How Does the Atmosphere Interact with Energy from the Sun?

Gas in the atmosphere interacts with visible light and other energy radiated by the Sun, as well as energy reflected from and radiated from Earth's surface. An understanding of the possible types of interactions helps explain what we see every day, such as colors, as well as the underlying causes of weather and climate. Here we discuss four types of interactions: transmission, reflection, absorption, and scattering. The discussion will emphasize light, but the principles are applicable to other forms of radiant energy, such as ultraviolet energy.

Transmission — An object can be entirely or mostly transparent to light and other forms of radiant energy, in the way that a clear glass sphere permits most light to pass through. Allowing such energy to pass through is called transmission. The atmosphere is largely transparent to visible light, allowing it to pass through and illuminate Earth's surface. For some types of radiant energy the atmosphere is only partially transparent, because certain molecules interact with some of the incoming radiation.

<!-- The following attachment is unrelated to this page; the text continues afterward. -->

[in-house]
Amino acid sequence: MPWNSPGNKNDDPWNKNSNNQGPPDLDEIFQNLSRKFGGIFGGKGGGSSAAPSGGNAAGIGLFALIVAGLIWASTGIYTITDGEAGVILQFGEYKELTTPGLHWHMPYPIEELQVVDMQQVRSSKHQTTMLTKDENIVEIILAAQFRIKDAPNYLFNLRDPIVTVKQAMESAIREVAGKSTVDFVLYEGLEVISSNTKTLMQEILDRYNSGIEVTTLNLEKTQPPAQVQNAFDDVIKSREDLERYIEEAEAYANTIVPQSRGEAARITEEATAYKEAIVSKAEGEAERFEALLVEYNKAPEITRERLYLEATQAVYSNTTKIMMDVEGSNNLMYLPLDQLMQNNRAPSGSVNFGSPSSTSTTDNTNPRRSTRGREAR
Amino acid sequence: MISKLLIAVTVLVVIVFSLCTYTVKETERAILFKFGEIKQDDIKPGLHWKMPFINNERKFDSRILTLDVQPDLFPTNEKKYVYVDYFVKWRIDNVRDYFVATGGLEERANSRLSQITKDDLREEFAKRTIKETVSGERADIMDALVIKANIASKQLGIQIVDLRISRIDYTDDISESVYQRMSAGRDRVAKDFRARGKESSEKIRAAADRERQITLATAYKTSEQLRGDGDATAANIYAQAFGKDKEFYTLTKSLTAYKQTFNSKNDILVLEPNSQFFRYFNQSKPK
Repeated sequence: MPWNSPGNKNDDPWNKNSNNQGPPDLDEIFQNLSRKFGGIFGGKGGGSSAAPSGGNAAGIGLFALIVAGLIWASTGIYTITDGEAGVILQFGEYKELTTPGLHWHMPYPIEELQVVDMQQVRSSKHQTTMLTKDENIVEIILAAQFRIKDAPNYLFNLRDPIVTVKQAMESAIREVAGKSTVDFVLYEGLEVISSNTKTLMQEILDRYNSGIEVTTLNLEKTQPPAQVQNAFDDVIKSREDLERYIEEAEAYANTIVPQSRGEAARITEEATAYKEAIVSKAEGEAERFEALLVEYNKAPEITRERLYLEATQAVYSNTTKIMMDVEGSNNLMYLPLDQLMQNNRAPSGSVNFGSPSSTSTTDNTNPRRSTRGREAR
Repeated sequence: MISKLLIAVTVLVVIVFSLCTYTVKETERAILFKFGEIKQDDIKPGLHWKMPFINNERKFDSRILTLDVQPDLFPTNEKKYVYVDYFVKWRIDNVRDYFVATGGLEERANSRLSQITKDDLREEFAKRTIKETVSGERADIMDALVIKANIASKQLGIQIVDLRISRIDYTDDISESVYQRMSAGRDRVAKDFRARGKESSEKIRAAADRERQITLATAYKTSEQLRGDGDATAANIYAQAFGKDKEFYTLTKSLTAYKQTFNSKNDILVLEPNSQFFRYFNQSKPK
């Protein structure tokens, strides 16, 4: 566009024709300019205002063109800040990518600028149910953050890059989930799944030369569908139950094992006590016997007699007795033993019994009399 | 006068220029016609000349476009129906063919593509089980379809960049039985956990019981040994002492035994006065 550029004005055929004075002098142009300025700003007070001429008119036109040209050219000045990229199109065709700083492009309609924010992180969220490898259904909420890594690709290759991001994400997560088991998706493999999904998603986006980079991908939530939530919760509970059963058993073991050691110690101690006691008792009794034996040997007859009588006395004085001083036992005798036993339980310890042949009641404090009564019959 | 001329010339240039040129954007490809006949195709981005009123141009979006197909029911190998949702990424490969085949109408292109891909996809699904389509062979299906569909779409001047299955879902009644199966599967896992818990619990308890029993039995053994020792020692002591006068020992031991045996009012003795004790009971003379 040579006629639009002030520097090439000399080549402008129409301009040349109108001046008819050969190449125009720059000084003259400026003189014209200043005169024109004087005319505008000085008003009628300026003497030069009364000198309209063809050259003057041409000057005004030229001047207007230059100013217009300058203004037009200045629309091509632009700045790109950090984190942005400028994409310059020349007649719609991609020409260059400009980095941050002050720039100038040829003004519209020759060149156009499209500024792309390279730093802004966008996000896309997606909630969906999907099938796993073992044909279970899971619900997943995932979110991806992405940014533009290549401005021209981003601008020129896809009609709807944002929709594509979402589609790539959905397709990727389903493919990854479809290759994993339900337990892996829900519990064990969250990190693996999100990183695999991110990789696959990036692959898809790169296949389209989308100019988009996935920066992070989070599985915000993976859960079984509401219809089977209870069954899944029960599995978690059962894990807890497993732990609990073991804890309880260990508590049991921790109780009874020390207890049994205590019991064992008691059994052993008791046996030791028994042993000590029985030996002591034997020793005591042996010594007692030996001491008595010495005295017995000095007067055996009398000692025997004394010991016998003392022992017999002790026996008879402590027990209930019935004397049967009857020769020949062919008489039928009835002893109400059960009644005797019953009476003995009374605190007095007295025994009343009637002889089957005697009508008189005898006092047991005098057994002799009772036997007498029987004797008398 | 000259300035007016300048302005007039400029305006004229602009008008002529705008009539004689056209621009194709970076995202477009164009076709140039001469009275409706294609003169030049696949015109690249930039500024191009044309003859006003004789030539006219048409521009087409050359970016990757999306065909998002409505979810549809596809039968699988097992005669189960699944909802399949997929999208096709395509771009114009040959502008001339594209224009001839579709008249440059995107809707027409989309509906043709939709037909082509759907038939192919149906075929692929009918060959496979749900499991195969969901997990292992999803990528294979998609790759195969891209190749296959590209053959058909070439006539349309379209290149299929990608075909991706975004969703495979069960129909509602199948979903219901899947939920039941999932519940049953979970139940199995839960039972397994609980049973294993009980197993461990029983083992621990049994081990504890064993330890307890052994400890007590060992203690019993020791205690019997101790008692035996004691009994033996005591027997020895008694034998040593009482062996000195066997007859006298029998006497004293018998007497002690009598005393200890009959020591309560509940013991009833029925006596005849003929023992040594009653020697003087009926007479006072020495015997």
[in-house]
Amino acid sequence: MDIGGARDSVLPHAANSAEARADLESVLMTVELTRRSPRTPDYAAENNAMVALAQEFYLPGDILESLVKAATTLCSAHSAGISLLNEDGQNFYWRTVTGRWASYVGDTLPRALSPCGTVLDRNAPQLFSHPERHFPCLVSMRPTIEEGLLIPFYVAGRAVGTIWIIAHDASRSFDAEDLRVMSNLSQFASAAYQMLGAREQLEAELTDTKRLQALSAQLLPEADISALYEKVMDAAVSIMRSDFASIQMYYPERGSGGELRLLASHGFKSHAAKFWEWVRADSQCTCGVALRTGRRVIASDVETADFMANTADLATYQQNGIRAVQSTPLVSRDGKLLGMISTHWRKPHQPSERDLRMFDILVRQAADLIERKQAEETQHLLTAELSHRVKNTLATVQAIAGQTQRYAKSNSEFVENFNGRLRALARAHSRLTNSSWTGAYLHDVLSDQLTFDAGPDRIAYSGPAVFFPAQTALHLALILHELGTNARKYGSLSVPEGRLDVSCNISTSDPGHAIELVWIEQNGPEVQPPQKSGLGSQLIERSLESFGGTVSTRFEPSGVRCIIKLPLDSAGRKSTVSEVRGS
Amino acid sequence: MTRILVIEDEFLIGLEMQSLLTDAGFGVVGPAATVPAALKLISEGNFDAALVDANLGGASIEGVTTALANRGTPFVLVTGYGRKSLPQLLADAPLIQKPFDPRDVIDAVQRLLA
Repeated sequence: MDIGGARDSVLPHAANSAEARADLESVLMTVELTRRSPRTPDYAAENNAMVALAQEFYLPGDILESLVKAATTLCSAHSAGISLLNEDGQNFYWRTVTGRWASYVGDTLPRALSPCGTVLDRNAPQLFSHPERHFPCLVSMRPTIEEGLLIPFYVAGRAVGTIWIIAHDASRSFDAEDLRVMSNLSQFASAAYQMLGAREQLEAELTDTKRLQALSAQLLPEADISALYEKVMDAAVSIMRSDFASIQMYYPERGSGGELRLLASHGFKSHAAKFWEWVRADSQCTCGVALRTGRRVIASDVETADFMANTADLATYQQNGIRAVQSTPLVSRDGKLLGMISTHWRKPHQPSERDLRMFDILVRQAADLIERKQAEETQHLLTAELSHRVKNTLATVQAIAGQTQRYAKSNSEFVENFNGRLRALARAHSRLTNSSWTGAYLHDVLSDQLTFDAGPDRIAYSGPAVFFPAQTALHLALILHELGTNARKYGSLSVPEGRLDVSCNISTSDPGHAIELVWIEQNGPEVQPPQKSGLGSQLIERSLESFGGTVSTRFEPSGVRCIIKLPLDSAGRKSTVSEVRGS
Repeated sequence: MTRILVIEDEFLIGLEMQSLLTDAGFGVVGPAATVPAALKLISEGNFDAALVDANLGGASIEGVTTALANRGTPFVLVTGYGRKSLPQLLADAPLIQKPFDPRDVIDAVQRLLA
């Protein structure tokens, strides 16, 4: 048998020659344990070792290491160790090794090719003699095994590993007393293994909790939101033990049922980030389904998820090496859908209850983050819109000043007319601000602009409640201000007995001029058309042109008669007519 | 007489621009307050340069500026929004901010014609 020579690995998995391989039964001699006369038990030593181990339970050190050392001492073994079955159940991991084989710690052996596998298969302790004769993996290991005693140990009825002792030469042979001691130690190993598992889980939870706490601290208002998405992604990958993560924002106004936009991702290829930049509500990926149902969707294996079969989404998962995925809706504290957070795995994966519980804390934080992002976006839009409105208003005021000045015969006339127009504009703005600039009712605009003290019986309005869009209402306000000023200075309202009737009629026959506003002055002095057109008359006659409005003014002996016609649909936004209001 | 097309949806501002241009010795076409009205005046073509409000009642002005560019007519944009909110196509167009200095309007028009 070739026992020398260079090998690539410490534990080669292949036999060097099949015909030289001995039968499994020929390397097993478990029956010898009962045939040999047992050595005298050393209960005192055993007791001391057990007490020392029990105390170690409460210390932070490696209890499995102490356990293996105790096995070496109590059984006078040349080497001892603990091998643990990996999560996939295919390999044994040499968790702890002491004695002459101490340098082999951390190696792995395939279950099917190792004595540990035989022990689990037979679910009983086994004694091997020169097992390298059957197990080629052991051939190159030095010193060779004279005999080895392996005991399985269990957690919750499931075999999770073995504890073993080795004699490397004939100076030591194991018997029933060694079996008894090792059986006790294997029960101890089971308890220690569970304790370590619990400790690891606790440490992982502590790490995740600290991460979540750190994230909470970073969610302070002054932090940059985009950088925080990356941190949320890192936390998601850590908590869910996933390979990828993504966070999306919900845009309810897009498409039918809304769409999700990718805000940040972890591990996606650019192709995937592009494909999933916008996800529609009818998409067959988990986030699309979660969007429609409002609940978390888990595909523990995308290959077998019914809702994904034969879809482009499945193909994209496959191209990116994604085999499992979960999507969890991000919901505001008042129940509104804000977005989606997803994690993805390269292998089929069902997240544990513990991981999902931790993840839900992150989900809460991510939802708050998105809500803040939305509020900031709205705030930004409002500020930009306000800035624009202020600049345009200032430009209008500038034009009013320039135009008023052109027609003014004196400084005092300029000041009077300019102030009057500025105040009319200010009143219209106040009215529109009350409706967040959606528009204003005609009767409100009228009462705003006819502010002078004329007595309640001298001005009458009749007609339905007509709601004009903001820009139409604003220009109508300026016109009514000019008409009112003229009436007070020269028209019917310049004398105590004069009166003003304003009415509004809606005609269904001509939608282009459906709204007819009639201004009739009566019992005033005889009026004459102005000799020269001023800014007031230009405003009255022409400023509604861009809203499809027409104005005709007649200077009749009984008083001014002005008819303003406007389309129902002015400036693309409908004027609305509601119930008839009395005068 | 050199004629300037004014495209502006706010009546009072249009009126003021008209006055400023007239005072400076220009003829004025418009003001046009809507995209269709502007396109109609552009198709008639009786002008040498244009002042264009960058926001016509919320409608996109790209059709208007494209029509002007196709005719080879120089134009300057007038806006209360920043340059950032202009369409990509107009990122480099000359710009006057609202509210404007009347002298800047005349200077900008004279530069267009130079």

Energy from the Sun is efficiently transmitted through space, which is nearly a vacuum, lacking many molecules that could interact with the energy. Reflection — Instead of passing through an object, some light can bounce off the object, the process of reflection, as illustrated by light reflecting off a polished metal sphere. Not all light and energy bounce off real objects, so reflectivity can be thought of as a continuum from objects being perfectly reflective to having no reflectivity. For visible light, objects that are white or made of shiny, polished metal are highly reflective, whereas dark, rough objects have low reflectivities. In the summer sun, a white car, which reflects much of the Sun's heat, is cooler than a dark car that is not so reflective. If an object, like a leaf, preferentially reflects green light, we see the object as green.